The oil industry lines up seven of coal's low-carbon electricity competitors and let each industry tell their own story. Unsurprisingly all seven of coal's competitors talk about climate threats and the need for low-carbon electricity. Even natural gas piles on.
Carbon pollution is mentioned 37 times. "Climate change" gets brought up 13 times. Everyone wants to talk about how great the new EPA carbon regulations are for power plants. Towards the bottom "threatened" coal gets to try to respond.
To give a quick snapshot of this amazing oil-sponsored smackdown of King Coal, here are some money quotes from each of the different energy industries in the order they appear (emphasis added):
- NUCLEAR ENERGY brags about being "America’s Leading Low-Carbon Power Source ... potential replacements for coal-fired plants ... prevents carbon emissions and provides clean air compliance."
- HYDROPOWER sells itself as "a sustainable resource, which, in an era of concern over climate change and emissions, is an integral part of the solution to address climate issues."
- SOLAR industry leads off with: "Few things threaten America’s future prosperity more than climate change." Yes, that line actually appears in the oil industry's energy report.
- GEOTHERMAL points to its advantage as a "clean and reliable source of renewable electricity ... to power their economies and combat climate change."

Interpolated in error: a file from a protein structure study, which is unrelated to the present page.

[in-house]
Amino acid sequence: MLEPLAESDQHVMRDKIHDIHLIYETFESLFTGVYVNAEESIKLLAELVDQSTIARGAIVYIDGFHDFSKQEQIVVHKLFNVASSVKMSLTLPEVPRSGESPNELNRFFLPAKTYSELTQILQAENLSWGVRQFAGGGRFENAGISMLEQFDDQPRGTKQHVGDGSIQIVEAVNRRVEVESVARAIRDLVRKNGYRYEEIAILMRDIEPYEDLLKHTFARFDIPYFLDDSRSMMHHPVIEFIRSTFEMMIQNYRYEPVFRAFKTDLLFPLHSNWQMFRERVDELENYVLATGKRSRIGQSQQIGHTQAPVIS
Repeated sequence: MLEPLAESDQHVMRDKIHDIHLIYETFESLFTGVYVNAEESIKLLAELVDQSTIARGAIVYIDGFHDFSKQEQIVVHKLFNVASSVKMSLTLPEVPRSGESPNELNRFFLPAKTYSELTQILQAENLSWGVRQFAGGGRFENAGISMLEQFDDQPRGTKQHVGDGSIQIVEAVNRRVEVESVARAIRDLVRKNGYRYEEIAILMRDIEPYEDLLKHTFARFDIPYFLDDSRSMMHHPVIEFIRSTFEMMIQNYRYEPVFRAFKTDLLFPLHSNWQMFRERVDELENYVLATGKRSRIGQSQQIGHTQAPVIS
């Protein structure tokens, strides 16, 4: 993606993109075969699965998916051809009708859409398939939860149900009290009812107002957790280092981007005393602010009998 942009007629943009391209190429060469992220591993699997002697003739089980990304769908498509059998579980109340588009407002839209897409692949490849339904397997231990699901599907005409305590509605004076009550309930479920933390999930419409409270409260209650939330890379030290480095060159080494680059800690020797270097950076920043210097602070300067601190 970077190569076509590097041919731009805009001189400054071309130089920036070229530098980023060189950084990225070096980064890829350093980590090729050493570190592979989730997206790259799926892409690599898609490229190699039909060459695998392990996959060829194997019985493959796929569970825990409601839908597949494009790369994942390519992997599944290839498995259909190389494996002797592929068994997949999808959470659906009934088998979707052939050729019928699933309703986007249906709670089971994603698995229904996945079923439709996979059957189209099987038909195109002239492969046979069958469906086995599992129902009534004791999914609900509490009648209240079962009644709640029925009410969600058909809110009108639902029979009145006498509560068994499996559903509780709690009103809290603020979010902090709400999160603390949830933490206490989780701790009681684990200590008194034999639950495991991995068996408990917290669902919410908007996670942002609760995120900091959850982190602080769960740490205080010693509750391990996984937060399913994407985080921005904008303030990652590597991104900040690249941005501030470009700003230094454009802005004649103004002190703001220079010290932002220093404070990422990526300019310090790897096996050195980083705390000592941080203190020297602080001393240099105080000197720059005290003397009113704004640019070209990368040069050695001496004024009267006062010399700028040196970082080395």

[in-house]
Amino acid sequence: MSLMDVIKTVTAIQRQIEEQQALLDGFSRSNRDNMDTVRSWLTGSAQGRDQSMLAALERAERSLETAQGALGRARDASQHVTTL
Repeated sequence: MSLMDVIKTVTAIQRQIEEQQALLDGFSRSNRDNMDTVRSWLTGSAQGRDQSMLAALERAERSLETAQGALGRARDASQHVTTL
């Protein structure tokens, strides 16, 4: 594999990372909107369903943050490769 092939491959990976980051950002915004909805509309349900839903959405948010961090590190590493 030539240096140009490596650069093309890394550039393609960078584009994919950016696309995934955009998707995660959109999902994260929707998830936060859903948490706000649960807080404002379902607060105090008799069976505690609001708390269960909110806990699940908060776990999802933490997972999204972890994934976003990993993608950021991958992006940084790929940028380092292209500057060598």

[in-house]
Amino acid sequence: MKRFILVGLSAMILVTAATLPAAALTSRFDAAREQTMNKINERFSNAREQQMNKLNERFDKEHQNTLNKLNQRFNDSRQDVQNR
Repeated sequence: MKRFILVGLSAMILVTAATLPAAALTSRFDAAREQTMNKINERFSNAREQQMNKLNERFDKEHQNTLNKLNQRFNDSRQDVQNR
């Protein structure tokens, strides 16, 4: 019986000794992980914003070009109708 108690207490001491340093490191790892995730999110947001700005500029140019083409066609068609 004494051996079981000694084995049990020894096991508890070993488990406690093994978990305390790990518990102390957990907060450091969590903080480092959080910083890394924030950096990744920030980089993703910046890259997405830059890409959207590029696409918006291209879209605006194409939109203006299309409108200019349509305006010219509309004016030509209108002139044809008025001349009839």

- NATURAL GAS spreads the climate love too: "U.S. carbon dioxide (CO2) emissions are near 20-year lows, and a major reason for that progress is... a continued shift to less carbon-intensive fuels, such as natural gas."
- WIND industry knows which way the climate winds are blowing: "Wind turbines offer zero emissions... to meet pending EPA regulations on carbon emissions from power plants."
- COAL then pleads that it is "vital but threatened." The industry spends most of the time talking about how they can't cut their toxic mercury pollution or their climate pollution enough to meet clean air requirements. Seriously.
- BIOMASS follows up, talking about how their industry is "a carbon-mitigation energy resource benefiting rural communities."
- ENERGY EFFICIENCY industry closes the deal by highlighting how it "plays a leading role in the fight against climate change."
In summary, the US oil industry's lobbying arm suddenly decides to hand over most of their report to the electricity sector. And they apparently have no problem with "climate change" and "carbon emissions" becoming a major theme in the energy discussion (more than 50 mentions in 50 pages).
Well, at least they don't mind when it's aimed at King Coal.
Exhibit B — BP, Shell and Exxon target coal
The Big Oil super majors are increasingly speaking out about the need to stop burning coal:
- ExxonMobil is blunt: "The shift away from coal… is expected to be an important contributor to the projected slowdown in global energy-related CO2 emissions." The company advocates: "Strategies should promote… more prominent use of fuels with lower carbon intensity — such as natural gas, nuclear energy and renewable fuels — within the overall energy mix."
- BP's Energy Outlook 2035 worries that "carbon emissions are rising too fast for comfort." Their potential solutions lead off with: "limit emissions from coal in the power sector".
- Royal Dutch Shell CEO Ben van Beurden urges companies to shift away from coal to energy sources that have fewer climate emissions.
And all three Big Oil corporations now advocate for a price of carbon as the best way to manage the climate crisis.